Cutting the cable – are we a nation of streamers?

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Netflix and no TV bill – the way we watch television has transformed over the last few decades and no longer are we restricted to TV schedules for entertainment. We have access to a huge range of boxsets and movies, whenever and wherever we are meaning being connected is more important than ever.

Yih-Choung Teh, Strategy and Research Group Director at Ofcom, said: “The way we watch TV is changing faster than ever before. In the space of seven years, streaming services have grown from nothing to reach nearly half of British homes.”

Traditionally telecoms companies relied on TV companies to define what “TV” meant, but now video has moved online. Streaming isn’t going anywhere – it’s only getting bigger. For instance, Walt Disney announced their new streaming service, Disney+ has had 28.6 million people sign up since its launch in November. So, are we now a nation of streamers?

Changing habits

As our leisure time is seemingly reduced year on year, it is no surprise that TV habits are changing. Traditional TV still equates for 70% of TV time, however this is reducing year on year, with 2019 shaving 11 minutes off most people’s average TV watching. The young population are driving the biggest change as 16-24-year olds’ watch half the traditional TV they did in 2010 yet spend an average of an hour a day on YouTube.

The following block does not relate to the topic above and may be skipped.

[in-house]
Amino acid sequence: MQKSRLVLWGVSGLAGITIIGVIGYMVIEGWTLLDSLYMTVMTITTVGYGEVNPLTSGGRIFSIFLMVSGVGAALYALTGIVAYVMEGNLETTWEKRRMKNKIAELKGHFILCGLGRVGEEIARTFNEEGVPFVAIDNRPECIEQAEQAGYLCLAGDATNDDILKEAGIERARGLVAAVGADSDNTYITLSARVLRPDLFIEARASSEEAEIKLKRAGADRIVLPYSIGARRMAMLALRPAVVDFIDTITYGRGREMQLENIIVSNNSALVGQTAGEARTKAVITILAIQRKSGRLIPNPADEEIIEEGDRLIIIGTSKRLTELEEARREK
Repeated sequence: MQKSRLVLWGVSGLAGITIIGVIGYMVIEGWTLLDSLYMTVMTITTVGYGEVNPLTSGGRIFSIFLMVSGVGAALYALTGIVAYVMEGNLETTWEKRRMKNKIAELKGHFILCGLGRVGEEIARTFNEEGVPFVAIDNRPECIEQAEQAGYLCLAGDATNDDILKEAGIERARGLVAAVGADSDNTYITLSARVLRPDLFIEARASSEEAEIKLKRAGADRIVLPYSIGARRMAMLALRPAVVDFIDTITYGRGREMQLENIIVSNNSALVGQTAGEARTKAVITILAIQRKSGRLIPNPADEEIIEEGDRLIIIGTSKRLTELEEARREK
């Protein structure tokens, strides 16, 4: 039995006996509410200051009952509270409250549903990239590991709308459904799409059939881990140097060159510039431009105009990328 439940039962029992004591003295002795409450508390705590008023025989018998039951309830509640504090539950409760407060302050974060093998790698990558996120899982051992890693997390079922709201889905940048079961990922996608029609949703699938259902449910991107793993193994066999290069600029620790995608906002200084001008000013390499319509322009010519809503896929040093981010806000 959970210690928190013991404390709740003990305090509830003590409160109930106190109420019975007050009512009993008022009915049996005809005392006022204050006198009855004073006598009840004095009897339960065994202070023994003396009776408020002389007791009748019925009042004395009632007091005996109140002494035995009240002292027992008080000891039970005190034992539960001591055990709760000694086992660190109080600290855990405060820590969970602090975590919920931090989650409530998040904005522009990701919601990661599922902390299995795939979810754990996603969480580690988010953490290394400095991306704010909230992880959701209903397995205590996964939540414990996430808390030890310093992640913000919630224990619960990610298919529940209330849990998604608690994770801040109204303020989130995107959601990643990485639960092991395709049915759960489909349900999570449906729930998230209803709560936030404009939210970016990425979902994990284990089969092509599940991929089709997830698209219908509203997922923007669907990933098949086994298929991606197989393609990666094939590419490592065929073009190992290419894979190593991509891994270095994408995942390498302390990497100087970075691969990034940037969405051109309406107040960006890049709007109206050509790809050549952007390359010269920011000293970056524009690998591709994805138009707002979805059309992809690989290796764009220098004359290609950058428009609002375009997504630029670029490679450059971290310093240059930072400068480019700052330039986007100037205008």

The “bingewatching” phenomenon streaming services has set in motion means the way people watch TV has altered; there is more incentive to spend an evening watching an entire series rather than watching a couple of shows a night. Whilst there are a wide range of streaming subscriptions available in the UK, around 50% of homes have subscriptions to the four main providers; Netflix, Amazon Prime, Now TV and Disney Life.

Ofcom’s report shows that two in five UK adults now consider online video services to be their main way of watching TV and film. Despite UK viewers saying they feel broadly satisfied with the quality of broadcast television according to Ofcom, a similar proportion of people who use subscription streaming services foresee themselves not watching traditional broadcast television at all in five years’ time due to the attraction to online viewing and streaming.

Importance of a good connection

As streaming services and YouTube become inevitably more and more popular the need for a good connection is essential. You don’t want to be halfway through your favourite programme, only for it to start buffering or even worse, cut out completely.

Whilst streaming started off as an innovation for watching TV at home through a Wi-Fi connection, more and more people are streaming programmes whilst out and about. Netflix and similar streaming services are ideal for commuters who want to catch up on their favourite shows. Yet this means a stronger connection than ever is necessary.

The role 5G has to play

A strong connection is essential when streaming or downloading programmes, and the rollout of 5G is contributing to bringing shows to your screen even quicker – even instantaneously in some cases. 5G will be particularly influential in the livestreaming market, helping viewers to see live content in real-time and without a lag. This is technology that sports broadcasters are likely to welcome with open arms – watching football or rugby with a delay just really isn’t the same.

At Commhoist, we provide telecoms logistics services across the UK. We work alongside our partners to install and maintain the mobile network within the UK, including the rollout of the 5G network. To discuss your next telecoms project contact our team who will happy to discuss your requirements.